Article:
• strong criticism of the recommendation by Peter Winder, chair of the Review and Observer Team, that a Commission be appointed because he did not inform the Council nor allow Councillors the opportunity to respond to it, as required under his terms of reference. Russell McVeagh found this breach "could potentially impact on the integrity and validity of the Minister's Decision" and could result in Winder's recommendation being "set aside by a court on natural justice grounds."

The advice is being released by the Tauranga Ratepayers’ Alliance and is available at www.taurangaratepayers.nz/legal_advice.

In reaction to the release of the legal analysis Tauranga Ratepayers' Alliance spokeswoman Dawn Kiddie says, "this analysis provides a chilling insight into the casual way the Minister stripped our community of democracy. The release of the advice will be embarrassing for Wellington. It shows how vulnerable the Commissioners are to legal challenge. But the way to fix this is easy: Tauranga should be returned to democracy with fresh elections held."

May 13, 2021

Tauranga Ratepayers’ Alliance calls out Commission “spin” on proposed rates increases

The Tauranga Ratepayers’ Alliance is urging the Commission to stop the spin and come clean on its proposed rates hike. Ratepayers’ Alliance spokesperson Kim Williams said:

“The Commission’s claim that they are proposing to increase rates by only ‘one dollar per day’ or ‘two bottles of milk per week’ is misleading at best.”

“Tauranga City Council’s Long-term Plan summary document conveniently leaves out the proposed 30% increase in water rates – an additional $118 per year for the average user. It also neglects to mention the increase to user-fees by an average of 17% which would add a further $100 per year to a resident’s cost of living.”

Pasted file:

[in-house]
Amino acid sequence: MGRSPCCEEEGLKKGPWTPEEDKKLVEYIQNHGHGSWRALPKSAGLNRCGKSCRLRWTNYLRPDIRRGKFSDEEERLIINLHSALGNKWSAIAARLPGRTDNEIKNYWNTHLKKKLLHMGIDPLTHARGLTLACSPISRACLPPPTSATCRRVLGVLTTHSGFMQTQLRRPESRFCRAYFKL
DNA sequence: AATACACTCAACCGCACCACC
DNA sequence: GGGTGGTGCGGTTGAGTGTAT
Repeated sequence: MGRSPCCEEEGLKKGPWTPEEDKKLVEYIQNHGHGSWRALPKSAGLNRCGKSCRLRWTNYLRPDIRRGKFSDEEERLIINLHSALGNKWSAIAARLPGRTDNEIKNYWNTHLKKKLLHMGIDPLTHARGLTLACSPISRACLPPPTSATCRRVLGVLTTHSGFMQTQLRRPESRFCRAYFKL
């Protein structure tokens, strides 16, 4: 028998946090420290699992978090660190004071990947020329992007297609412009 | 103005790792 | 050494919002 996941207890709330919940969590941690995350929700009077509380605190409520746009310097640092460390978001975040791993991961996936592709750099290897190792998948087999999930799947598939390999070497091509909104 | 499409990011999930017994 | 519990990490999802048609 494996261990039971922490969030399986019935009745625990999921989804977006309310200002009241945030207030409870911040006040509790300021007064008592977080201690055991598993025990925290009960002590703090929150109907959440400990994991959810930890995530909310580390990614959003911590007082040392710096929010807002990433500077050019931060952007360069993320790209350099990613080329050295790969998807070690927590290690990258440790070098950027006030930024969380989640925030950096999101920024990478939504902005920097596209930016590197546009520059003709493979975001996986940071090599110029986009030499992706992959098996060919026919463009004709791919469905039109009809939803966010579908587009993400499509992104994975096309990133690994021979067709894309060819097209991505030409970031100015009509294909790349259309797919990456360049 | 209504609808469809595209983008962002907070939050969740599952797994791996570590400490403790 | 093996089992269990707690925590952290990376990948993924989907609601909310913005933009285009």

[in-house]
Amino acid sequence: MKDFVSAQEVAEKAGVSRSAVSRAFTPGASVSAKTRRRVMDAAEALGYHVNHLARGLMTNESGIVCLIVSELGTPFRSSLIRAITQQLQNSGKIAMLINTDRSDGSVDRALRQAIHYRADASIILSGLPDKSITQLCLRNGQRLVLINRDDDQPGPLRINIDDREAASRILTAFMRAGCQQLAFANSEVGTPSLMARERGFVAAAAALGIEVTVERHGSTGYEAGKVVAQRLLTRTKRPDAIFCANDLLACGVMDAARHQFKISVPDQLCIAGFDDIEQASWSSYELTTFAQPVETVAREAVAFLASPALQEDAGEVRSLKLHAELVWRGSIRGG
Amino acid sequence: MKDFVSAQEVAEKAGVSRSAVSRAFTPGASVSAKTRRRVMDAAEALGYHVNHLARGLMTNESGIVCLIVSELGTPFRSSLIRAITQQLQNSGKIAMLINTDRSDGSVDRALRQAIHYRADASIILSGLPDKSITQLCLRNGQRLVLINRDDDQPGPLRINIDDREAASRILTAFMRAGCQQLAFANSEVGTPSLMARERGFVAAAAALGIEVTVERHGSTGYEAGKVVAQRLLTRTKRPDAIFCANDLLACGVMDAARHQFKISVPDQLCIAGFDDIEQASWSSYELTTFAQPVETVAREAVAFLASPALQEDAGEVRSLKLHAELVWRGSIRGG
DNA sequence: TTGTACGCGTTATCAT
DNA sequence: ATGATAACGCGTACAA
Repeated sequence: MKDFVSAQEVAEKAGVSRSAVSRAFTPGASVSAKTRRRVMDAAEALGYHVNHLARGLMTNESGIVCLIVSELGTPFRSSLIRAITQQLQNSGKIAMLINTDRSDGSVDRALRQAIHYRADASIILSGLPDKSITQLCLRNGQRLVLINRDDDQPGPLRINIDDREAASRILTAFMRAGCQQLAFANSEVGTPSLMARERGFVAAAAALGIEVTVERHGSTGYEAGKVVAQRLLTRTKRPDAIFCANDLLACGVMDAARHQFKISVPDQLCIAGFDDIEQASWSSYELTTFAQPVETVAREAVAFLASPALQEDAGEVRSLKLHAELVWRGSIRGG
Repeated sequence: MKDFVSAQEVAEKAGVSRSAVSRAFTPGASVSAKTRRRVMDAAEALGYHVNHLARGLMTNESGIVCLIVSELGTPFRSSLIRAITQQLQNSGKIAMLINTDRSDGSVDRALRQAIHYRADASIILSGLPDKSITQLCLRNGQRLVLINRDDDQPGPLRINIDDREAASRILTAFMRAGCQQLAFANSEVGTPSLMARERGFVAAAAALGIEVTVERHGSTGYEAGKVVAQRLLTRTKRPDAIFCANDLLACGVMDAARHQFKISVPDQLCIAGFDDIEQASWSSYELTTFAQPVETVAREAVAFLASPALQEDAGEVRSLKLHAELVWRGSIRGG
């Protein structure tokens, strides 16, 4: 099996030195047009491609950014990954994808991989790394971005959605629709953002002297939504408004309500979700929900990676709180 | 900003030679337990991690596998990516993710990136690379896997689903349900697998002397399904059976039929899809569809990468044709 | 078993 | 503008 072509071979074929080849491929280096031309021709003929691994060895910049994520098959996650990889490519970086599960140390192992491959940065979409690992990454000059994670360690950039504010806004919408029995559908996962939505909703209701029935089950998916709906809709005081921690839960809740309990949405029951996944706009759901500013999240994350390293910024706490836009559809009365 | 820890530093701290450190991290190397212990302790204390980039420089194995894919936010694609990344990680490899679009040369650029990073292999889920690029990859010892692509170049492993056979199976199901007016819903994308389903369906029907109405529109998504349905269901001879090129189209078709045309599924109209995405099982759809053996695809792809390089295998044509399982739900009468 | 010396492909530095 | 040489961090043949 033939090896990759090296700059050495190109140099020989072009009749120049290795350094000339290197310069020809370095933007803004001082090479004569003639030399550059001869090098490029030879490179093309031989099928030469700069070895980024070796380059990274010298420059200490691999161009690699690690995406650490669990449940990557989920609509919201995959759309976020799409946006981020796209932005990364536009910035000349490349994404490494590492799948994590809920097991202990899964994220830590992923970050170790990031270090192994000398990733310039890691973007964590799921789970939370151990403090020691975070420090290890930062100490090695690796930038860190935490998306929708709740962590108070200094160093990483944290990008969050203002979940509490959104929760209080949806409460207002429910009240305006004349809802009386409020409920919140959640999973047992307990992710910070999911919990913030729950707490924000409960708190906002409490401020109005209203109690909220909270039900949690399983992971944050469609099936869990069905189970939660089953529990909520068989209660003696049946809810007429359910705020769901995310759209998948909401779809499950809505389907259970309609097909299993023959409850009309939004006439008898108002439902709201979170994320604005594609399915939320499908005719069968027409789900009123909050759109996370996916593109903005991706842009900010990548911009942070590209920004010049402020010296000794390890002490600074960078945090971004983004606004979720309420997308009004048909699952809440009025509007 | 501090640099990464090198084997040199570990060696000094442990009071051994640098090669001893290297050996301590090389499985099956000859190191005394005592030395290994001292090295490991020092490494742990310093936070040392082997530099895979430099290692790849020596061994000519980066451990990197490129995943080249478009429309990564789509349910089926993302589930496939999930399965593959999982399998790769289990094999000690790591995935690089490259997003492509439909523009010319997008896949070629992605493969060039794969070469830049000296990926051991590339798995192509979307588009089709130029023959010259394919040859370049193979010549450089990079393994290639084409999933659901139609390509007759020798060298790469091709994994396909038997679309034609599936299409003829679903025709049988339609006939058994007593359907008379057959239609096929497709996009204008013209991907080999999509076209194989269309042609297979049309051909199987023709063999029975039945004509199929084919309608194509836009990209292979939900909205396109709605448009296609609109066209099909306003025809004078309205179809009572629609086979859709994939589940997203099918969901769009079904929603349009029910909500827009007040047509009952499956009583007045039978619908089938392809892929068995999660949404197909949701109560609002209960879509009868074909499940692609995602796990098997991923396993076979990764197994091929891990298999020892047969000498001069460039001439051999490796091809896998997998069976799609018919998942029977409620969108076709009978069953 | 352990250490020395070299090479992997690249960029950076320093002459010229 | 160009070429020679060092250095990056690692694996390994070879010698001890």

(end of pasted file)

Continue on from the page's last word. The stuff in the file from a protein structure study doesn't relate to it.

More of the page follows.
“That’s an increase of $612 or 172 bottles of two-litre milk per year for a typical household; half of ratepayers will be paying more than that and some significantly more.”

“Tauranga average residential rates are already among the highest in the country. Now, commercial ratepayers are facing a massive rates increase of between 27% and 41%. It won’t just be a question of milk bottles for them; they’re looking at the cost of a whole farm.”

“We need an honest conversation about what the Commissioner’s proposals are going to cost Tauranga families. Undercooking the figures, or deliberately skipping over the measures the Council wants to take to reach deeper into our pockets, does informed debate a disservice. The Commissioners appear too willing to act like politicians, rather than a-political bureaucrats we’re paying them the big bucks for.”

May 07, 2021

Tauranga Ratepayers’ Alliance reveals Council’s continued blowout on personnel costs